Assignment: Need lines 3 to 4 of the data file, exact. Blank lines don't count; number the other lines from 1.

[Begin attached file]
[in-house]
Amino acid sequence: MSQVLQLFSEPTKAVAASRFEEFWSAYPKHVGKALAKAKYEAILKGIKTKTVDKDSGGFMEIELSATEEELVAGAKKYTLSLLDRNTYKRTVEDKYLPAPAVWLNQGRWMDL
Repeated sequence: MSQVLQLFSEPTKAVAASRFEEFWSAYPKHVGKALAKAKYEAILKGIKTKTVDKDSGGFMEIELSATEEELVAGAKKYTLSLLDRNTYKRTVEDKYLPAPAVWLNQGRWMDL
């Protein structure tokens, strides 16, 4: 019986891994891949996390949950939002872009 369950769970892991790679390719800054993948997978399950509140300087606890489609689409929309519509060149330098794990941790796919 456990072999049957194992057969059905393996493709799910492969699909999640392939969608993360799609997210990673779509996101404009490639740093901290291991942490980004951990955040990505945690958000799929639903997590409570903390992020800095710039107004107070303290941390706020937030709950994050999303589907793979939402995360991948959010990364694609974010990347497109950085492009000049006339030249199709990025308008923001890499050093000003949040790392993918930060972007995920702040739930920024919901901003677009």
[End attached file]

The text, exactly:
Repeated sequence: MSQVLQLFSEPTKAVAASRFEEFWSAYPKHVGKALAKAKYEAILKGIKTKTVDKDSGGFMEIELSATEEELVAGAKKYTLSLLDRNTYKRTVEDKYLPAPAVWLNQGRWMDL
């Protein structure tokens, strides 16, 4: 019986891994891949996390949950939002872009 369950769970892991790679390719800054993948997978399950509140300087606890489609689409929309519509060149330098794990941790796919 456990072999049957194992057969059905393996493709799910492969699909999640392939969608993360799609997210990673779509996101404009490639740093901290291991942490980004951990955040990505945690958000799929639903997590409570903390992020800095710039107004107070303290941390706020937030709950994050999303589907793979939402995360991948959010990364694609974010990347497109950085492009000049006339030249199709990025308008923001890499050093000003949040790392993918930060972007995920702040739930920024919901901003677009």